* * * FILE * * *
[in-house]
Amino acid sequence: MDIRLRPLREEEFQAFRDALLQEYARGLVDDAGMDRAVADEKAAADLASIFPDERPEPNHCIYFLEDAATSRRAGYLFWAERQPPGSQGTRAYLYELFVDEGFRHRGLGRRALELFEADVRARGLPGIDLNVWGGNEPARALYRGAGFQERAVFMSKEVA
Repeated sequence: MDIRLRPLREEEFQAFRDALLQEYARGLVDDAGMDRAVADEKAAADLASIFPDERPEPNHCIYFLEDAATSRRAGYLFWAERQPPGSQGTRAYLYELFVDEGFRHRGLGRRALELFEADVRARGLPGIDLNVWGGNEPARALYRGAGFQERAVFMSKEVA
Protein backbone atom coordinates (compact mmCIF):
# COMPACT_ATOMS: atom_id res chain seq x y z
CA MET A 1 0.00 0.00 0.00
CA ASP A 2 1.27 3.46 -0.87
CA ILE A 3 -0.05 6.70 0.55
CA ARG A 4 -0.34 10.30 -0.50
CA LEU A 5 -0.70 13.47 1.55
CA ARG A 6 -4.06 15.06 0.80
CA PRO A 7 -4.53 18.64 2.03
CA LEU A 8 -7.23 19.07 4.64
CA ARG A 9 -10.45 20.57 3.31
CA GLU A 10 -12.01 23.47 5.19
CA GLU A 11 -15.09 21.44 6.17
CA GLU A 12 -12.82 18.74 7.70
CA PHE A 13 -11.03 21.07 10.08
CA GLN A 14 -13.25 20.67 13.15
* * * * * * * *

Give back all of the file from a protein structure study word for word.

[in-house]
Amino acid sequence: MDIRLRPLREEEFQAFRDALLQEYARGLVDDAGMDRAVADEKAAADLASIFPDERPEPNHCIYFLEDAATSRRAGYLFWAERQPPGSQGTRAYLYELFVDEGFRHRGLGRRALELFEADVRARGLPGIDLNVWGGNEPARALYRGAGFQERAVFMSKEVA
Repeated sequence: MDIRLRPLREEEFQAFRDALLQEYARGLVDDAGMDRAVADEKAAADLASIFPDERPEPNHCIYFLEDAATSRRAGYLFWAERQPPGSQGTRAYLYELFVDEGFRHRGLGRRALELFEADVRARGLPGIDLNVWGGNEPARALYRGAGFQERAVFMSKEVA
Protein backbone atom coordinates (compact mmCIF):
# COMPACT_ATOMS: atom_id res chain seq x y z
CA MET A 1 0.00 0.00 0.00
CA ASP A 2 1.27 3.46 -0.87
CA ILE A 3 -0.05 6.70 0.55
CA ARG A 4 -0.34 10.30 -0.50
CA LEU A 5 -0.70 13.47 1.55
CA ARG A 6 -4.06 15.06 0.80
CA PRO A 7 -4.53 18.64 2.03
CA LEU A 8 -7.23 19.07 4.64
CA ARG A 9 -10.45 20.57 3.31
CA GLU A 10 -12.01 23.47 5.19
CA GLU A 11 -15.09 21.44 6.17
CA GLU A 12 -12.82 18.74 7.70
CA PHE A 13 -11.03 21.07 10.08
CA GLN A 14 -13.25 20.67 13.15